effective teaching and leraning

Topics: Reinforcement, Education, Operant conditioning, Educational psychology, Psychology, Learning / Pages: 7 (1633 words) / Published: Sep 22nd, 2013

Student teacher practicum is a crucial part in pre-service teachers’ professional development. As a student teacher who has just finished the first ten-day school placement, the point of view argue in this paper is that effective teaching and learning starts with a good understanding of educational theories.

The first episode of effective teaching and learning was taken place in a year 3 Mathematics lesson on playing “Clock Tables” (which is based on the multiplication facts of Times Tables). There were 26 students in the class, and they were sitting at tables of five (one table had six students). The teacher asked the class to do four rounds of multiplication, and each round she recorded the time individual students needed to complete the task by using a timer. From the second round, small stickers were distributed to students who had all the answers correct and had broken their last record, ie. Less time needed to finish the calculations. There were another major awards, large stickers were given out to students who had all the answers corrected for the four rounds of calculation. All students were expected to achieve the goal of getting all answers right in a shortened time. Both the engagement level and the outcomes were used here to measure the success.
The use of rewarding stickers to high achievement students, encouraing student involvement of the task and motivated students to get the most for their effort. This particular behaviours of students are called operant, and the changing learning voluntary behaviours by antecedent, in this case, the informing of rewards, is called operant conditioning (McInerney DM & McInerney V, 2010, p.165). It is important for teachers to understand the concept of operant conditioning, as it shows how behaviour can be altered by changing the consequences or the antecedent. Teachers can reinforce students’ positive behaviour by presenting rewards that are desired by students.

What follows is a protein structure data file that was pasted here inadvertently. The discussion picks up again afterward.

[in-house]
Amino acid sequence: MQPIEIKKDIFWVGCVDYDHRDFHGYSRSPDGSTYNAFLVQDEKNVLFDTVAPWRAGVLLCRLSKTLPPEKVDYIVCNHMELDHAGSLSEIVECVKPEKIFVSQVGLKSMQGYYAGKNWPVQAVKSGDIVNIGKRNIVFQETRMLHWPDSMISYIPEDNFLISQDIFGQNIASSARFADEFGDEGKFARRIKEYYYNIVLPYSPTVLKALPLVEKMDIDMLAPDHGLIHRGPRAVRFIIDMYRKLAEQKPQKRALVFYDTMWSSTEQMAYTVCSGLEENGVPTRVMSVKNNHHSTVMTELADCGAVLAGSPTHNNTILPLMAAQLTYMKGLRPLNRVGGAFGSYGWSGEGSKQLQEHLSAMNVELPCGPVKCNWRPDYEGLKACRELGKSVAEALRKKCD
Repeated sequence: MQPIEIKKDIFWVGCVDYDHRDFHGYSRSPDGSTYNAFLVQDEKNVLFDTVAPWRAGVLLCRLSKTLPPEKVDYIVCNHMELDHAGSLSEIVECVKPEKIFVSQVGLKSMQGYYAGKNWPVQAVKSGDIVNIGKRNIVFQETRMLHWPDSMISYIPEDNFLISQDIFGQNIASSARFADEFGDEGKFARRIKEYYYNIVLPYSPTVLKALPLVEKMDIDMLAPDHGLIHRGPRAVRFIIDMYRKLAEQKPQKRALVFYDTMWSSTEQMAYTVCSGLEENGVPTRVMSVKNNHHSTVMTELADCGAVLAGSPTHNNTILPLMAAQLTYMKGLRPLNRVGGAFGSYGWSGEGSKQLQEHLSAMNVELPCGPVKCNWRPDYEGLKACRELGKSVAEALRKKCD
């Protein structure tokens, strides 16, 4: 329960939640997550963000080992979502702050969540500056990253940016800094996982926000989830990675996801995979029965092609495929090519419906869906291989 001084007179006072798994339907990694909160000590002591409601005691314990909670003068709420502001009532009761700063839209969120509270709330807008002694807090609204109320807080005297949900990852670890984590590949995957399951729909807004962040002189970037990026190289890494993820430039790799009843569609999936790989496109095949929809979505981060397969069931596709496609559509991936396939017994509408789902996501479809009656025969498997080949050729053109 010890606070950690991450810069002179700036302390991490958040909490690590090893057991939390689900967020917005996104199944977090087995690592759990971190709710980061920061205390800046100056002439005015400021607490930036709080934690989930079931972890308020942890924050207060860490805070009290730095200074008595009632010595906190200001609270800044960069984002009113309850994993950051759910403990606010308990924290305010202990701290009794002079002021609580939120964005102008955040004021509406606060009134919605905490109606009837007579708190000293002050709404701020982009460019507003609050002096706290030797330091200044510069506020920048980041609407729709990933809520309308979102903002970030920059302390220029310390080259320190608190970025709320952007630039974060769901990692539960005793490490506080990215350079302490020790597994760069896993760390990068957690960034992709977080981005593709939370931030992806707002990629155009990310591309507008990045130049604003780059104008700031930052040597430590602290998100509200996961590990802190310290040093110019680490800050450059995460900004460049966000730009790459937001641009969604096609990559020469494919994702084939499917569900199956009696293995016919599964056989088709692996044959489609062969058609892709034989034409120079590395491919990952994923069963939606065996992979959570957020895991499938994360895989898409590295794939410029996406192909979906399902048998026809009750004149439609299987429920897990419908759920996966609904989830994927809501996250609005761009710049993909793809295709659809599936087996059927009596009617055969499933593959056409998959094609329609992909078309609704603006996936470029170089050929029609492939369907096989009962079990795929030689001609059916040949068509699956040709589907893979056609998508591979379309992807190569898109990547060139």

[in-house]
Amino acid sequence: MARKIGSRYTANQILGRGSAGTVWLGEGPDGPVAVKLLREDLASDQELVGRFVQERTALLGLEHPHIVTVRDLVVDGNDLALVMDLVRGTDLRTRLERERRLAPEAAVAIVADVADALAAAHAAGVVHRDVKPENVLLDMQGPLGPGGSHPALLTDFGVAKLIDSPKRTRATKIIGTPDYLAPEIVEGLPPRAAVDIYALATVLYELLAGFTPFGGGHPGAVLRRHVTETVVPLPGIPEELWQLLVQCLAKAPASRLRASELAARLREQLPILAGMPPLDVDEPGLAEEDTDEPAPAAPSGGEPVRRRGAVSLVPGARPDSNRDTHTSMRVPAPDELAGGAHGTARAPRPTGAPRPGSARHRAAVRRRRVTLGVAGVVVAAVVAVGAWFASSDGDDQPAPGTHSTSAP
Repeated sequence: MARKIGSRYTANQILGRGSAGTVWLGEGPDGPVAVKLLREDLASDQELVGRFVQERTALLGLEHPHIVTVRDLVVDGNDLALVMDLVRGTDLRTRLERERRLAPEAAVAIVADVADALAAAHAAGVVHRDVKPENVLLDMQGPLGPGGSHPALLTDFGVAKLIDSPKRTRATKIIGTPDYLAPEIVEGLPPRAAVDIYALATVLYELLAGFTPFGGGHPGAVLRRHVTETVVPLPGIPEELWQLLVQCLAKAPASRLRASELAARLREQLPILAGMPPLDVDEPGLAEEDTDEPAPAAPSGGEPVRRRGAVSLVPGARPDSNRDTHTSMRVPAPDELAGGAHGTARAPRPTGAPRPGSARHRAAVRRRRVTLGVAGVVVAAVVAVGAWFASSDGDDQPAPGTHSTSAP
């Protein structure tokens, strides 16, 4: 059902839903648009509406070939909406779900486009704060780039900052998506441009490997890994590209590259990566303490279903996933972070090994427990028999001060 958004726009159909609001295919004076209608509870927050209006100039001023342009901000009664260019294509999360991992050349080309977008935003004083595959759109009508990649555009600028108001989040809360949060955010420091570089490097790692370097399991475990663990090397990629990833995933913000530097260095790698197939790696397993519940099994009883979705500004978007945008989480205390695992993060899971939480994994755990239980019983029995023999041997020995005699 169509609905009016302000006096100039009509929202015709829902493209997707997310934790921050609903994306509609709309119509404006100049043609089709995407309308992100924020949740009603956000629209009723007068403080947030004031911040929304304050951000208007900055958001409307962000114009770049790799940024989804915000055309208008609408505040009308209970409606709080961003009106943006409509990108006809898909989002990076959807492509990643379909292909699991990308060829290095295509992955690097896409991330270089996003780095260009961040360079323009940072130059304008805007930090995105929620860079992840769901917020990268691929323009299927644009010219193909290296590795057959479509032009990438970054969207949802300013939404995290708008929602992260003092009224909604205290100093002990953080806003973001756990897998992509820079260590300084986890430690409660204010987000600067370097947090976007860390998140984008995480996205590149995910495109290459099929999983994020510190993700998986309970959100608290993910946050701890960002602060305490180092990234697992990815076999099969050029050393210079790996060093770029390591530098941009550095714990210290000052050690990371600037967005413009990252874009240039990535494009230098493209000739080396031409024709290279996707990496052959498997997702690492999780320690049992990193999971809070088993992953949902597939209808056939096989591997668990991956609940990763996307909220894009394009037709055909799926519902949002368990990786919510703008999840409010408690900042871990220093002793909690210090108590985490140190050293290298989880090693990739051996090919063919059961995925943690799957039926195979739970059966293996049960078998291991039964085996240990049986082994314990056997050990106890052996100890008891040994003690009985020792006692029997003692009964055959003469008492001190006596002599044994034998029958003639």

References: McInerney, D.M. & McInerney, V. (2010) Educational Psycholog: Constructing Learning, (5th Edition), Sydney: Pearson “Positive reinforcement” 2007, Techniques: Connecting Education & Careers, vol. 82, no.4, pp. 1-3, viewed 16 June 2010, Rosenfeld M & Rosenfeld S, 2004, Developing Teacher Sensitivity to Individual Learning Differences, vol. 24 no. 4, pp. 465-486, viewed 17 June 2010, http://ezlibproxy.unisa.edu.au/login?url=http://search.ebscohost.com/login.aspx?direct=true&db=aph&AN=13713880&site=ehost-live Schmidt and Čagran, 2006, Classroom climate in regular primary school settings with children with special needs, vol. 32, no. 4, p361-372, viewed 16 June 2010, http://search.ebscohost.com/login.aspx?direct=true&db=aph&AN=22897522&site=ehost-live South Australia. Dept. for Education and Children 's Services, 2006, Students with disabilities policy, viewed 16 June 2010,

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